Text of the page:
7. During a telephone conversation on Thursday, November 6, 1986, claimant Vitale told Detective Shepard that he had money for the purchase of some marijuana. Detective Shepard told Vitale to telephone him over the weekend to finalize the transaction. Detective Shepard stated that the price per pound of marijuana would be $950, and that he had approximately 112 pounds. At that time, no time and place for the sale was arranged.
8. Two days later, on November 8, 1986, at about 11:30 a.m., Trooper S.R. Akridge of the Missouri State Highway Patrol stopped John J. Vitale for a speeding violation on westbound U.S. Highway 40 in St. Louis County. Vitale consented to a search of the vehicle in which he was driving, a 1984 Pontiac Grand Prix, titled in the name of his wife, Judy Vitale.
9. Trooper Akridge and Missouri Highway Patrol Sergeant R.L. Rehmeier, found $3,550.00 in the console between the front seats of the vehicle. Two sealed envelopes contained $1,700.00 and $900.00 respectively, and $950.00 was loose in the console. Also found on the front floor boards were seeds and green vegetation which appeared to be marijuana. Field tests on the suspected marijuana were negative.
10. The Missouri State Highway Patrol did, by virtue of authority conferred upon them by law, seize the defendant money for and on behalf of the plaintiff by taking same into their possession and control in St. Louis County, Missouri. The seizure occurred upon land.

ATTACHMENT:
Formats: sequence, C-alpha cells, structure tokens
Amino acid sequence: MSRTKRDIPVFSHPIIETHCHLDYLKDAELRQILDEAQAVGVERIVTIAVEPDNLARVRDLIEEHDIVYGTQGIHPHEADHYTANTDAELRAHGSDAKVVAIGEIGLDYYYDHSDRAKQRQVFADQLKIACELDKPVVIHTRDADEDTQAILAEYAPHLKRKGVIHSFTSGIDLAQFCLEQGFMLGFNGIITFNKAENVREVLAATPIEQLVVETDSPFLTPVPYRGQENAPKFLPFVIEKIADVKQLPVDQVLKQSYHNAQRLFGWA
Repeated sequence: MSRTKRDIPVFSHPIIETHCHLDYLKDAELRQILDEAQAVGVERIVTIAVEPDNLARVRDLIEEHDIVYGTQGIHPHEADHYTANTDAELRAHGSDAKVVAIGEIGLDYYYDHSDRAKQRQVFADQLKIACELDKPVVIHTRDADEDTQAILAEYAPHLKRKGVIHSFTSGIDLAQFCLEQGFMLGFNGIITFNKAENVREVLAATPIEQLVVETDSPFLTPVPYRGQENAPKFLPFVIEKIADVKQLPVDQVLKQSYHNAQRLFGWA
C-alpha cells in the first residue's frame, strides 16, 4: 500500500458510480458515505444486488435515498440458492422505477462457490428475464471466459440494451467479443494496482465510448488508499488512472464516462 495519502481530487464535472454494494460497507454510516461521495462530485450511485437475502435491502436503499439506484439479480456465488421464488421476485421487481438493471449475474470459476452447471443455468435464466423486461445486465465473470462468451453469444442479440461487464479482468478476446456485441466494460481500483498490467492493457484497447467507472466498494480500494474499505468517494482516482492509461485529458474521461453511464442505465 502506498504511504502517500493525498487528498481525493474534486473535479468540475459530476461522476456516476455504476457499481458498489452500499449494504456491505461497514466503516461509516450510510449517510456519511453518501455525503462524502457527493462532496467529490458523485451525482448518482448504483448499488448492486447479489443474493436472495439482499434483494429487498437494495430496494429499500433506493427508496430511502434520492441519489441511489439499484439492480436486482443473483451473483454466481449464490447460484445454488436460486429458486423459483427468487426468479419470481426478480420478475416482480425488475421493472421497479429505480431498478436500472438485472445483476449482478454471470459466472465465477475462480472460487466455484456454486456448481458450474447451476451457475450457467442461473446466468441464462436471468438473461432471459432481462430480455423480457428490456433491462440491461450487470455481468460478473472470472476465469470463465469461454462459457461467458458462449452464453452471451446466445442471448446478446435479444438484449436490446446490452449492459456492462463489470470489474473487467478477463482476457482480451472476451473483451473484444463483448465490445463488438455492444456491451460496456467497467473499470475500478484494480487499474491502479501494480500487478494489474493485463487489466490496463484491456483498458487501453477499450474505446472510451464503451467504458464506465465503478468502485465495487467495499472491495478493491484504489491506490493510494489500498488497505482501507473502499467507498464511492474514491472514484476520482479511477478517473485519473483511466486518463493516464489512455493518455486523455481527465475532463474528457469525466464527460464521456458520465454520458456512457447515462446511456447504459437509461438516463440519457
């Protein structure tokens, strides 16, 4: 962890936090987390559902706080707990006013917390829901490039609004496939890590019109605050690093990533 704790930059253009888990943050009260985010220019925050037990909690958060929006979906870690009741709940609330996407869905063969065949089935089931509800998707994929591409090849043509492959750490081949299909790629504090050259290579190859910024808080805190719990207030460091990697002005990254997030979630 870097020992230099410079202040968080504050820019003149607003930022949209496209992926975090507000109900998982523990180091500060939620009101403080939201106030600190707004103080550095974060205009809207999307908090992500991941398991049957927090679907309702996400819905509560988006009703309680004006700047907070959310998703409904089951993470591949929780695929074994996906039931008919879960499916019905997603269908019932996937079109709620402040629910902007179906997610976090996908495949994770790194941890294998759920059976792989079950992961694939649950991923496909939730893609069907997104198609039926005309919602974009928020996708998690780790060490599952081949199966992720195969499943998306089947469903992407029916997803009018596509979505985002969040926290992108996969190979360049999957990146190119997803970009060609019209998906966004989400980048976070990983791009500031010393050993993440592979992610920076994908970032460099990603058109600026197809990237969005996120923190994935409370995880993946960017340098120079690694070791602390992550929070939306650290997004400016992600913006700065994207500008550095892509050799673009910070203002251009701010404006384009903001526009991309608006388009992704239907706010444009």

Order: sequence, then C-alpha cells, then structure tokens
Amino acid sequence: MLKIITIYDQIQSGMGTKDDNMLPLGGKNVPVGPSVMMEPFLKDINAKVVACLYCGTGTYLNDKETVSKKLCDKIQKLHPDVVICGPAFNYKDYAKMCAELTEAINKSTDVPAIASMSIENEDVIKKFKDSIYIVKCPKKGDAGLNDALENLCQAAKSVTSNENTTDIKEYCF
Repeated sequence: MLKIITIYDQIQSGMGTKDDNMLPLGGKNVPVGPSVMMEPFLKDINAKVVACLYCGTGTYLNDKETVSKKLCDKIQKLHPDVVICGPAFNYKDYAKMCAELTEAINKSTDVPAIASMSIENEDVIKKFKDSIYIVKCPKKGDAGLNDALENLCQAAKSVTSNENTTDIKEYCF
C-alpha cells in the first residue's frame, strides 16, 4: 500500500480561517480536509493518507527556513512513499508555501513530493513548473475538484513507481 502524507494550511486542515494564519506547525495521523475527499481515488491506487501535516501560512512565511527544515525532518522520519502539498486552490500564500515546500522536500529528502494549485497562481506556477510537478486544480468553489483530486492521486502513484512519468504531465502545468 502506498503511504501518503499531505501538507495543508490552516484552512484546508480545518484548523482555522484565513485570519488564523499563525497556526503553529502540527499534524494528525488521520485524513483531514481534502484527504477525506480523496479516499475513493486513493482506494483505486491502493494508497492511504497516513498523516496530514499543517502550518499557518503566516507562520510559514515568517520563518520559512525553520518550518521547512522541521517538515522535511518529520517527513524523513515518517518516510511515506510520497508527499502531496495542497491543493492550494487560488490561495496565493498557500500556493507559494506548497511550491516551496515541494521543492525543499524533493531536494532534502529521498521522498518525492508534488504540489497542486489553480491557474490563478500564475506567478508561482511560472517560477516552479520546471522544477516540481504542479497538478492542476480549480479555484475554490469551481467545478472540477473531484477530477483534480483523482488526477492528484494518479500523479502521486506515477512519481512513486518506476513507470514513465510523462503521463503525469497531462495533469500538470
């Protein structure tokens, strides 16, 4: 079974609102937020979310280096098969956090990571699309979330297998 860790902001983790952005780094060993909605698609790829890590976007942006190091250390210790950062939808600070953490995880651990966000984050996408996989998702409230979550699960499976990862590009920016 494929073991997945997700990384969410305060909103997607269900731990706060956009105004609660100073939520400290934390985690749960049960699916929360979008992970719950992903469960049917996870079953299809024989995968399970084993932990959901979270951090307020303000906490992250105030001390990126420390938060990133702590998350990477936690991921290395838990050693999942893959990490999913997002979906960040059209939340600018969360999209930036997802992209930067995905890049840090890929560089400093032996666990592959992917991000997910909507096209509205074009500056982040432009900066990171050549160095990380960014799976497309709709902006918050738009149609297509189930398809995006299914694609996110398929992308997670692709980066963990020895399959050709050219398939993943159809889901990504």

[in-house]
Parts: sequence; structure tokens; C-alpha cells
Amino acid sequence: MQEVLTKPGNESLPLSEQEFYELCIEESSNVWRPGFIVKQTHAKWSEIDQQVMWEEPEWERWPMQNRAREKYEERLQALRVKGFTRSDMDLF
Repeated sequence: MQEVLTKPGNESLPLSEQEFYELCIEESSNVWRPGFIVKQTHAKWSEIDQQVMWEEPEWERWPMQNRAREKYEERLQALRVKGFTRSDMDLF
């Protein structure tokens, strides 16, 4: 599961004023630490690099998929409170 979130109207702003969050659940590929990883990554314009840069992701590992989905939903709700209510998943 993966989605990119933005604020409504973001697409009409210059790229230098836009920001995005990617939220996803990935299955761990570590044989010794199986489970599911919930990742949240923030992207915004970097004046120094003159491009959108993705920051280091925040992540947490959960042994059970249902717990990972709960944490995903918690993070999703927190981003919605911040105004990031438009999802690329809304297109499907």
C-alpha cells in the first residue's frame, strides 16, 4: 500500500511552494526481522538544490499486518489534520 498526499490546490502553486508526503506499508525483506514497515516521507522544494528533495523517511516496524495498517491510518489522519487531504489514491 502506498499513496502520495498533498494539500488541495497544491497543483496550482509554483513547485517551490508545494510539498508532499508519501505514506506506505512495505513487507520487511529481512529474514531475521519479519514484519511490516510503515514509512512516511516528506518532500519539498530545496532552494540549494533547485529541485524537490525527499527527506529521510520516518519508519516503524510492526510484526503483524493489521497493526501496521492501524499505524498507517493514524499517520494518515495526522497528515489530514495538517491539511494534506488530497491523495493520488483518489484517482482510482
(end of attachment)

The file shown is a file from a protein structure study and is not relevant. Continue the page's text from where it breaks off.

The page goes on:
11. Sergeant Rehmeier asked Vitale if the money was his, to which Vitale responded that it was a friend's. Sergeant Rehmeier again asked Vitale the same question, to which Vitale responded that it was his money. Vitale stated that it was a violation of his parole not to report all earned income and that is why he did not initially claim the money.
12. The passenger in Vitale's vehicle was Richard Blake, who was believed to have a conviction for distribution of cocaine.
13. Both Vitale and Blake were arrested and conveyed, along with the vehicle, to Troop C Headquarters.
14. At Troop C Headquarters, Vitale as advised of his Miranda rights and was interviewed by Missouri State Highway Patrol Trooper W.L. Conway.
15. When asked by Trooper Conway where the money was obtained, Vitale stated that he earned the money from different odd jobs. The odd jobs included reroofing a house and cutting down trees. Vitale further stated that he could not remember specifically the names and addresses of where he performed the work.
16. Vitale stated to Trooper Conway that he kept the money in the car instead of at home or at a bank because he did not want his wife to know about it, and he did not want to pay taxes on it, nor did he want his probation officer to know about it.
17. After the interview, Vitale's car was released to him on the advice of Detective Spiess of the DEA.